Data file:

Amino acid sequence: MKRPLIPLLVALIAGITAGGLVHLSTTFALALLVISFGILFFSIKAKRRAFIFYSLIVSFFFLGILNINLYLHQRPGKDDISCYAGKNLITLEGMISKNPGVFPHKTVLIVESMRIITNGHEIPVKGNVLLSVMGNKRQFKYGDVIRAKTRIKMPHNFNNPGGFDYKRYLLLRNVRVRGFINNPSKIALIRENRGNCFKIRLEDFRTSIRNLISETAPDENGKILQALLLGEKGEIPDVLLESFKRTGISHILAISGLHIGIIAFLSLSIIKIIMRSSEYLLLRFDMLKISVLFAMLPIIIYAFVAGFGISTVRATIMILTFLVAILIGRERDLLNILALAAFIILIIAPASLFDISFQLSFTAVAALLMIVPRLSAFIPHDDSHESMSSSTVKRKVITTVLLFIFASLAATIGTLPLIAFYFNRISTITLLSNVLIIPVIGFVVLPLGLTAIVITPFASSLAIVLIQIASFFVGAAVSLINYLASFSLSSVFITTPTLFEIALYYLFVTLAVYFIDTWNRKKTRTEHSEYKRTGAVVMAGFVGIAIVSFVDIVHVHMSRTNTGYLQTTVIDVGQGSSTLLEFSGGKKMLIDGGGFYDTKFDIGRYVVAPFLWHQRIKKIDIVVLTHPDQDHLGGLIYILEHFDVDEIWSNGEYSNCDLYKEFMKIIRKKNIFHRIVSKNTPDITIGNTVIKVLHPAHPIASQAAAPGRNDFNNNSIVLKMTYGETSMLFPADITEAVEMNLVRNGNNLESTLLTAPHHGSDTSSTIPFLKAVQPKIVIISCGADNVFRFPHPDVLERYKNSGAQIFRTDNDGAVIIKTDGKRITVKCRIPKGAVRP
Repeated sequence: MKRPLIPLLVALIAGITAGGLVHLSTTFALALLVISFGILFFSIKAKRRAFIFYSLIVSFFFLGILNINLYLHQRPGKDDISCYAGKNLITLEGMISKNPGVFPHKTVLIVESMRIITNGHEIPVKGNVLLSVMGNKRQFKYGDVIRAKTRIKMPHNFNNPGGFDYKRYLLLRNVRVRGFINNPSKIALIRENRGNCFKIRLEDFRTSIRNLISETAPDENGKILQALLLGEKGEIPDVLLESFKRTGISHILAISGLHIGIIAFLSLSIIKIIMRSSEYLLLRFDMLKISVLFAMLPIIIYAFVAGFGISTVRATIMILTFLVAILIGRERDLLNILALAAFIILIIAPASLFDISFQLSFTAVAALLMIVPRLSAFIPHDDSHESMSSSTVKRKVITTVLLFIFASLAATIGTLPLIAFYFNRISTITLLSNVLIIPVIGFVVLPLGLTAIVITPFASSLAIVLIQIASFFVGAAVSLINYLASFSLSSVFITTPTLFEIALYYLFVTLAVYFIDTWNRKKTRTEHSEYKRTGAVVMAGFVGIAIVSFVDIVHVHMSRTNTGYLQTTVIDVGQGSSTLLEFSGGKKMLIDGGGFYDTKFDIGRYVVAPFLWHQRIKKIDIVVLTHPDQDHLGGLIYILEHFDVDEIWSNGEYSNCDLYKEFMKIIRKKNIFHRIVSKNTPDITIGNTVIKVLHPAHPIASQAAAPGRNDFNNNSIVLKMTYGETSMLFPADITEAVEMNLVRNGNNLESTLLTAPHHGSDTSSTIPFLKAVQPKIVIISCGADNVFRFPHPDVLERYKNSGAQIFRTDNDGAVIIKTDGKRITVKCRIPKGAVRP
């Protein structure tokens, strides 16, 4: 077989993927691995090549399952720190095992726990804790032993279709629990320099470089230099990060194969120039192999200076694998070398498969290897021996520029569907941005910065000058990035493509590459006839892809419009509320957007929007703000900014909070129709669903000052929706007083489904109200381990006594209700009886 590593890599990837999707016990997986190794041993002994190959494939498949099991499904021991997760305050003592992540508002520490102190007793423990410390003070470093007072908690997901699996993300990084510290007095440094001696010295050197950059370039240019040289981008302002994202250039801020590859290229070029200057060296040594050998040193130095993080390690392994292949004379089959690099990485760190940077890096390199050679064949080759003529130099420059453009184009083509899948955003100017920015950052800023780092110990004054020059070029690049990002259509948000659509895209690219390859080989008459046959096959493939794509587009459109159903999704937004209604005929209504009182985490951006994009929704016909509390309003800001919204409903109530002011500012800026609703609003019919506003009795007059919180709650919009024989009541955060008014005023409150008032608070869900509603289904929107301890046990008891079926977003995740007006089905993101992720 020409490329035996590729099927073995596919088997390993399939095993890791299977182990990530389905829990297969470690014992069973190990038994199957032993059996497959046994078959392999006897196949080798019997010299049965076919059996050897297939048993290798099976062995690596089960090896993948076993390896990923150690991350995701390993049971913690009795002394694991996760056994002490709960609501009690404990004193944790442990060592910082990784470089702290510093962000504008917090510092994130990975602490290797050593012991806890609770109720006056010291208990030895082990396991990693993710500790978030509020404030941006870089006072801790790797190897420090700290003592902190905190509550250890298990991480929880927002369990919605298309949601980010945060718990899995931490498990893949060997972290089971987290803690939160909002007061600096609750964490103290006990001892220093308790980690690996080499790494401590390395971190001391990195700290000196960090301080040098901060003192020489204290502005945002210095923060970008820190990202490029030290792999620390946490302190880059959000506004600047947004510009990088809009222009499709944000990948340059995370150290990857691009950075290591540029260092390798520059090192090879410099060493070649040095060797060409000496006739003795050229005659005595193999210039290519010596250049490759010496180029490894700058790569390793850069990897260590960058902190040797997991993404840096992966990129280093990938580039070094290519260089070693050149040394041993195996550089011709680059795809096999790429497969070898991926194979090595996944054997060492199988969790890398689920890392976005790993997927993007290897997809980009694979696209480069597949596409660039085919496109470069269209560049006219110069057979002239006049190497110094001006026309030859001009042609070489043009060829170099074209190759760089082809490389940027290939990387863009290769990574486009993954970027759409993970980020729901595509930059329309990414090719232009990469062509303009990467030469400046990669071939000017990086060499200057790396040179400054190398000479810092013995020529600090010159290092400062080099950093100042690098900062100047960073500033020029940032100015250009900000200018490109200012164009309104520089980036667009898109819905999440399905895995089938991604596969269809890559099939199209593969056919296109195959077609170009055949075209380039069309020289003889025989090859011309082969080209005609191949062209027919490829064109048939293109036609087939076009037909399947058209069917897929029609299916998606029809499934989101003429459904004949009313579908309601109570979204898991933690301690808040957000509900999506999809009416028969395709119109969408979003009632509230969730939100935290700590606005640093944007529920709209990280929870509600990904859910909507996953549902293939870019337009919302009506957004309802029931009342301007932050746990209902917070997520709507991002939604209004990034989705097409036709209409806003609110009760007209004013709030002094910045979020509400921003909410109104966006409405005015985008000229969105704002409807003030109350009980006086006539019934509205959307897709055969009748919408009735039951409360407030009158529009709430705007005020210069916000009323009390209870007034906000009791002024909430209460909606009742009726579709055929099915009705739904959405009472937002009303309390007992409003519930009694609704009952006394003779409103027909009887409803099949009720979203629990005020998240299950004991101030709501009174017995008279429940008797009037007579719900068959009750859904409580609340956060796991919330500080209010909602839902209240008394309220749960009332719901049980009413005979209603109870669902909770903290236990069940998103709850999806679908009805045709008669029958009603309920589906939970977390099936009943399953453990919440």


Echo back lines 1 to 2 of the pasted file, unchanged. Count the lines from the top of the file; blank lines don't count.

Amino acid sequence: MKRPLIPLLVALIAGITAGGLVHLSTTFALALLVISFGILFFSIKAKRRAFIFYSLIVSFFFLGILNINLYLHQRPGKDDISCYAGKNLITLEGMISKNPGVFPHKTVLIVESMRIITNGHEIPVKGNVLLSVMGNKRQFKYGDVIRAKTRIKMPHNFNNPGGFDYKRYLLLRNVRVRGFINNPSKIALIRENRGNCFKIRLEDFRTSIRNLISETAPDENGKILQALLLGEKGEIPDVLLESFKRTGISHILAISGLHIGIIAFLSLSIIKIIMRSSEYLLLRFDMLKISVLFAMLPIIIYAFVAGFGISTVRATIMILTFLVAILIGRERDLLNILALAAFIILIIAPASLFDISFQLSFTAVAALLMIVPRLSAFIPHDDSHESMSSSTVKRKVITTVLLFIFASLAATIGTLPLIAFYFNRISTITLLSNVLIIPVIGFVVLPLGLTAIVITPFASSLAIVLIQIASFFVGAAVSLINYLASFSLSSVFITTPTLFEIALYYLFVTLAVYFIDTWNRKKTRTEHSEYKRTGAVVMAGFVGIAIVSFVDIVHVHMSRTNTGYLQTTVIDVGQGSSTLLEFSGGKKMLIDGGGFYDTKFDIGRYVVAPFLWHQRIKKIDIVVLTHPDQDHLGGLIYILEHFDVDEIWSNGEYSNCDLYKEFMKIIRKKNIFHRIVSKNTPDITIGNTVIKVLHPAHPIASQAAAPGRNDFNNNSIVLKMTYGETSMLFPADITEAVEMNLVRNGNNLESTLLTAPHHGSDTSSTIPFLKAVQPKIVIISCGADNVFRFPHPDVLERYKNSGAQIFRTDNDGAVIIKTDGKRITVKCRIPKGAVRP
Repeated sequence: MKRPLIPLLVALIAGITAGGLVHLSTTFALALLVISFGILFFSIKAKRRAFIFYSLIVSFFFLGILNINLYLHQRPGKDDISCYAGKNLITLEGMISKNPGVFPHKTVLIVESMRIITNGHEIPVKGNVLLSVMGNKRQFKYGDVIRAKTRIKMPHNFNNPGGFDYKRYLLLRNVRVRGFINNPSKIALIRENRGNCFKIRLEDFRTSIRNLISETAPDENGKILQALLLGEKGEIPDVLLESFKRTGISHILAISGLHIGIIAFLSLSIIKIIMRSSEYLLLRFDMLKISVLFAMLPIIIYAFVAGFGISTVRATIMILTFLVAILIGRERDLLNILALAAFIILIIAPASLFDISFQLSFTAVAALLMIVPRLSAFIPHDDSHESMSSSTVKRKVITTVLLFIFASLAATIGTLPLIAFYFNRISTITLLSNVLIIPVIGFVVLPLGLTAIVITPFASSLAIVLIQIASFFVGAAVSLINYLASFSLSSVFITTPTLFEIALYYLFVTLAVYFIDTWNRKKTRTEHSEYKRTGAVVMAGFVGIAIVSFVDIVHVHMSRTNTGYLQTTVIDVGQGSSTLLEFSGGKKMLIDGGGFYDTKFDIGRYVVAPFLWHQRIKKIDIVVLTHPDQDHLGGLIYILEHFDVDEIWSNGEYSNCDLYKEFMKIIRKKNIFHRIVSKNTPDITIGNTVIKVLHPAHPIASQAAAPGRNDFNNNSIVLKMTYGETSMLFPADITEAVEMNLVRNGNNLESTLLTAPHHGSDTSSTIPFLKAVQPKIVIISCGADNVFRFPHPDVLERYKNSGAQIFRTDNDGAVIIKTDGKRITVKCRIPKGAVRP